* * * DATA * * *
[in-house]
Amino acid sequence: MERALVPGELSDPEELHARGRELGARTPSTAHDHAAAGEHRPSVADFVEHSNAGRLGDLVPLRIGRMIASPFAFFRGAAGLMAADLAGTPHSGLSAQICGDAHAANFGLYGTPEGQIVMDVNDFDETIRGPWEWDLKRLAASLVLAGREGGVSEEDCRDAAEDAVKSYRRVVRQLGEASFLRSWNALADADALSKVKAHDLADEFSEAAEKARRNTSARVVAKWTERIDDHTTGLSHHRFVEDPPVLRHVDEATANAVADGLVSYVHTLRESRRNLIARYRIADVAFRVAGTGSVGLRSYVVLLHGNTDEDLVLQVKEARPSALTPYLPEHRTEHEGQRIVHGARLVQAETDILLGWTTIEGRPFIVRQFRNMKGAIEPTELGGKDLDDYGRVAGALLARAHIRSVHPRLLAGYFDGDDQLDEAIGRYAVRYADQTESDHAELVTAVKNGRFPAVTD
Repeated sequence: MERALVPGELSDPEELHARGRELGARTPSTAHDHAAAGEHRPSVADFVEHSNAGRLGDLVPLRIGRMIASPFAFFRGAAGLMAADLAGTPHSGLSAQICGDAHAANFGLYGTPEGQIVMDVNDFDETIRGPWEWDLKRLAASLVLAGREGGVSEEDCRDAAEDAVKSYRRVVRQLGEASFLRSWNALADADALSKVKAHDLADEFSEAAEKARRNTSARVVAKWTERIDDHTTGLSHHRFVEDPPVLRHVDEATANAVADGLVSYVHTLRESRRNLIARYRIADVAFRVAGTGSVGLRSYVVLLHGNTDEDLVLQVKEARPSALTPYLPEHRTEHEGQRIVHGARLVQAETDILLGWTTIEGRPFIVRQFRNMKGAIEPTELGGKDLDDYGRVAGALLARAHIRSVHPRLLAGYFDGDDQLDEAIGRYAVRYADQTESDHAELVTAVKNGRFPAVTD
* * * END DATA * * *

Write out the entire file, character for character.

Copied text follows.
[in-house]
Amino acid sequence: MERALVPGELSDPEELHARGRELGARTPSTAHDHAAAGEHRPSVADFVEHSNAGRLGDLVPLRIGRMIASPFAFFRGAAGLMAADLAGTPHSGLSAQICGDAHAANFGLYGTPEGQIVMDVNDFDETIRGPWEWDLKRLAASLVLAGREGGVSEEDCRDAAEDAVKSYRRVVRQLGEASFLRSWNALADADALSKVKAHDLADEFSEAAEKARRNTSARVVAKWTERIDDHTTGLSHHRFVEDPPVLRHVDEATANAVADGLVSYVHTLRESRRNLIARYRIADVAFRVAGTGSVGLRSYVVLLHGNTDEDLVLQVKEARPSALTPYLPEHRTEHEGQRIVHGARLVQAETDILLGWTTIEGRPFIVRQFRNMKGAIEPTELGGKDLDDYGRVAGALLARAHIRSVHPRLLAGYFDGDDQLDEAIGRYAVRYADQTESDHAELVTAVKNGRFPAVTD
Repeated sequence: MERALVPGELSDPEELHARGRELGARTPSTAHDHAAAGEHRPSVADFVEHSNAGRLGDLVPLRIGRMIASPFAFFRGAAGLMAADLAGTPHSGLSAQICGDAHAANFGLYGTPEGQIVMDVNDFDETIRGPWEWDLKRLAASLVLAGREGGVSEEDCRDAAEDAVKSYRRVVRQLGEASFLRSWNALADADALSKVKAHDLADEFSEAAEKARRNTSARVVAKWTERIDDHTTGLSHHRFVEDPPVLRHVDEATANAVADGLVSYVHTLRESRRNLIARYRIADVAFRVAGTGSVGLRSYVVLLHGNTDEDLVLQVKEARPSALTPYLPEHRTEHEGQRIVHGARLVQAETDILLGWTTIEGRPFIVRQFRNMKGAIEPTELGGKDLDDYGRVAGALLARAHIRSVHPRLLAGYFDGDDQLDEAIGRYAVRYADQTESDHAELVTAVKNGRFPAVTD